Here we are again, on the verge of that annual tradition—“The Resolution.” Every year millions of us pledge on New Year’s Eve to workout and get healthier in the new year. It remains an inspiring promise to yourself if you can stick with it, and it does have very rewarding physical benefits. But, as awesome as the physical aspects can be, have you ever considered the mental payoff of a little exercise?
I changed up my workouts after the birth of my first child 17 years ago. Truth be told, it wasn’t an easy change to make. It involved copious amounts of coffee and stumbling around the gym for about a month. Anyone who has had a newborn will tell you that sleep already eludes you, so giving up what little I got seemed crazy. But after getting into a rhythm, the payoff was huge (and still is, since I managed to stick with it). Thanks to my morning workout I show up at the office to start my day sharper and more energized. In fact, several of us at LMD swear by our morning workouts. Don’t get me wrong, I do miss lazy mornings from time to time and that extra hour of sleep sounds nice but ultimately, I’m always much happier after I’ve dragged myself to the gym to exercise.
Here are nine great reasons to get up and moving before work. And if you can’t do mornings, don’t worry, the benefits remain the same for a post-work workout.
- Increased Creativity Exercise is well known for enhancing a positive mood, which can improve creative thinking. Getting up and moving can clear your head and help overcome “blocks” in everyday assignments. A mid-day walk or run may just get you going again on that project you’re stuck on. As the head of LMD’s creative team, I find this benefit vital.
- Reduced Stress Stress is pretty much a given in any job—but taking some time to yourself can help keep it in check. The more sedentary we are, the less efficient we become at managing stress. Exercise increases the production of norepinephrine, a chemical that affects the brain’s response to stress.
- Anxiety? Not Here A 5 to 10-minute vigorous walk or bike ride will do way more for you than 20 minutes in a hot tub (although a nice soaking after is enjoyable). Anxiety is a serious condition in the US that affects over 40 million adults. Psychologists studying the effects of exercise suggest that moderate activity can alleviate anxiety for up to several hours.
- Get Happy Exercise is nature’s buzz, releasing endorphins into the body that create the feeling of euphoria, and has even shown some effectiveness in people suffering from clinical depression. Studies suggest it doesn’t take a marathon to do the trick. Just 30 minutes a few times a week can enhance your overall mood.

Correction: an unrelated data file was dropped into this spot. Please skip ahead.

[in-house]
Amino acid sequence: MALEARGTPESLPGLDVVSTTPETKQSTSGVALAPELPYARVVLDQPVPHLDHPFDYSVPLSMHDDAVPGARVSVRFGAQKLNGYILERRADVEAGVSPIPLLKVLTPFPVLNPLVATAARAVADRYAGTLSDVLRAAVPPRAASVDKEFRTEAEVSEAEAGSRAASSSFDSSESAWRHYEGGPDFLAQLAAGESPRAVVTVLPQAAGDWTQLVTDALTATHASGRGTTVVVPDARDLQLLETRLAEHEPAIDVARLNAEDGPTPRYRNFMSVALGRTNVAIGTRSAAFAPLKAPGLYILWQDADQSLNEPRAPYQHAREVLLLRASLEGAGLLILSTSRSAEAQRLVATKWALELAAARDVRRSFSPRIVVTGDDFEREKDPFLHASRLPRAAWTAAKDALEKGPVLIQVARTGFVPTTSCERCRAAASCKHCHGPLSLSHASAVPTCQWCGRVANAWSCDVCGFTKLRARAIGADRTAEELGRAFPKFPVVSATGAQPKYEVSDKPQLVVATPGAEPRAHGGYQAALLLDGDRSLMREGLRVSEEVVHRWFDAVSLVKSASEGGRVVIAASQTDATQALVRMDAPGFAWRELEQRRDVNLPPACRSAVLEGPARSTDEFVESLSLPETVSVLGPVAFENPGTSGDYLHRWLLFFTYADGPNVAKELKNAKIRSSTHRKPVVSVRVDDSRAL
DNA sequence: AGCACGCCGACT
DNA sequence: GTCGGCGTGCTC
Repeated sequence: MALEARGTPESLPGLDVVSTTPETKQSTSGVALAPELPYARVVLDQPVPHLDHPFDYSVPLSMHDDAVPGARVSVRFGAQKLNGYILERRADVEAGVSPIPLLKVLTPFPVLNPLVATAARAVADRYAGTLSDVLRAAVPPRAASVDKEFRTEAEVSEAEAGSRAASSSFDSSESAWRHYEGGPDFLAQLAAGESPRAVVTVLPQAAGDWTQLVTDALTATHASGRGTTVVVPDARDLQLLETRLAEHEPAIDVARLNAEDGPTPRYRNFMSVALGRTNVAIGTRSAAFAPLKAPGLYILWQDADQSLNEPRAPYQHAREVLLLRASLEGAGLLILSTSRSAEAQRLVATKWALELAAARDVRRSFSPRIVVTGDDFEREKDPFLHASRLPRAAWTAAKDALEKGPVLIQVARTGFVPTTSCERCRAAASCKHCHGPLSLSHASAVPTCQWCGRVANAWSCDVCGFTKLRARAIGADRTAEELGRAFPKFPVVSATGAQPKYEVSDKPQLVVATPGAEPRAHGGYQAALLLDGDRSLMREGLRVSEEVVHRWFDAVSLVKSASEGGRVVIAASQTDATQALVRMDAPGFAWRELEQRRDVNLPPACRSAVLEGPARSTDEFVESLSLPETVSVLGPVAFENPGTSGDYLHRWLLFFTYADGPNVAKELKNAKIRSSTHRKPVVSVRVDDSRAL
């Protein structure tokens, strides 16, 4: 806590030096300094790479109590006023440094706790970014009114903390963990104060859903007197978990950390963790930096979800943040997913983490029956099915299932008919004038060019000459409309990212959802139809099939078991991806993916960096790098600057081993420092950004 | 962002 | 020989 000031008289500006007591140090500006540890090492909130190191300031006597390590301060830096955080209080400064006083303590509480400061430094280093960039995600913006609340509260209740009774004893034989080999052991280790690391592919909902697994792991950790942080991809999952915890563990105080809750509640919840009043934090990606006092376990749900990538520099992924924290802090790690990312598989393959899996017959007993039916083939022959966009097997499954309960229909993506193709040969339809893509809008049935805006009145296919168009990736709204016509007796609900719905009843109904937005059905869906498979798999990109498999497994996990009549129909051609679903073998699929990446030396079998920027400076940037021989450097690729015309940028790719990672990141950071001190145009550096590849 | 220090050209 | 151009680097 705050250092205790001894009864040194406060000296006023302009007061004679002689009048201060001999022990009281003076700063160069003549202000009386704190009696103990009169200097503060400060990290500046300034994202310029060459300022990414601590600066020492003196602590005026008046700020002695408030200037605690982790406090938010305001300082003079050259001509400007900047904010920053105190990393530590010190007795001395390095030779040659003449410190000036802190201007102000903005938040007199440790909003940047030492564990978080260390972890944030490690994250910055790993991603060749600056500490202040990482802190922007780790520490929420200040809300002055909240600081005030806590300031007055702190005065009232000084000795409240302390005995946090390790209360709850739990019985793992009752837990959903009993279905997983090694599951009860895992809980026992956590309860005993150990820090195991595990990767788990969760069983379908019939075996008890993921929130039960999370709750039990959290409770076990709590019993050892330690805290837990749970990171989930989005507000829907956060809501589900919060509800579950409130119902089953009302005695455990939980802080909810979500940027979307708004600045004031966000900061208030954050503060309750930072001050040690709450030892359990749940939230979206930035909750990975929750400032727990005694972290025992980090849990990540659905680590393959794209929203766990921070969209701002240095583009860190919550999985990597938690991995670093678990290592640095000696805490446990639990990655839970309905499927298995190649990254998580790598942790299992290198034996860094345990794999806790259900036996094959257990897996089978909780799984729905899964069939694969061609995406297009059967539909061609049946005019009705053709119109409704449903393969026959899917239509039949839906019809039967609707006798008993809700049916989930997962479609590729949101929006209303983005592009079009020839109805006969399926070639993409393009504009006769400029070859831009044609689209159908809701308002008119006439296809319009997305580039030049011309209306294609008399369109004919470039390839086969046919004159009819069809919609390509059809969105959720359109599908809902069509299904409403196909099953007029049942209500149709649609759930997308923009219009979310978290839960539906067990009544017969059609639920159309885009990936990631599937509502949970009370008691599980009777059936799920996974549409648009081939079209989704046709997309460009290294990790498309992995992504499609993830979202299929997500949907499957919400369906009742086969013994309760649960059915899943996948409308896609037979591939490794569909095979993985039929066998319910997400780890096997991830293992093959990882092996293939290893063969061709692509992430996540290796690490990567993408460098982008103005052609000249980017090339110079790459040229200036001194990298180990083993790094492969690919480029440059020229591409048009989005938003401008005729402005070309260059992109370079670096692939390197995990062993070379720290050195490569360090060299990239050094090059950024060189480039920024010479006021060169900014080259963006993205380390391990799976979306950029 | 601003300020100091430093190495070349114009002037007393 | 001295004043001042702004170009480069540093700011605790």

- Get ’r Done Incorporating a regular exercise routine greatly improves one’s overall energy and productivity levels. Although I’m advocating for a morning workout to boost mental sharpness, some experts believe that midday is best keeping in tract with one’s circadian rhythms.
- Increase Your Brainpower Cardiovascular exercise—stuff that gets the heart pumping—can create new neurons (aka brain cells) and boost memory. That’s not all: A tough workout increases levels of BDNF, a brain protein that helps with decision making and higher-level thinking and learning.
- Improve the Power of You A regular exercise routine can improve your self-image and self-esteem. As the physical benefits start to show, your own confidence increases as achievements are realized.
- Zzzzzzzzzzz That’s right, better sleep. And who doesn’t want that? Decreased anxiety, stress, and depression allow the body to decompress and fall asleep more easily. In addition, studies have found that after 4 to 24 weeks of exercise, adults fell asleep faster, slept longer, and had better sleep quality.
- Say No to Mind Decline Unfortunately for me, studies show that cognitive decline begins after the age of 45. A regular workout routine, especially when started at a younger age (ideally between 25 and 45) boosts chemicals that prevent cognitive degeneration. Keep and maintain a regular exercise routine after age 45 to help keep your mind young and sharp and prevent degeneration of the hippocampus.
Most everyone can agree on the physical benefits of exercise but adding the mental aspect as part of the big picture really emphasizes the important role it plays in improving your overall health. And it doesn’t take hours at the gym–walk over to a teammate to collaborate instead of emailing or Slacking. Go for a lunchtime walk or an evening jog. Even starting with 20 minutes of movement, you’ll see the results.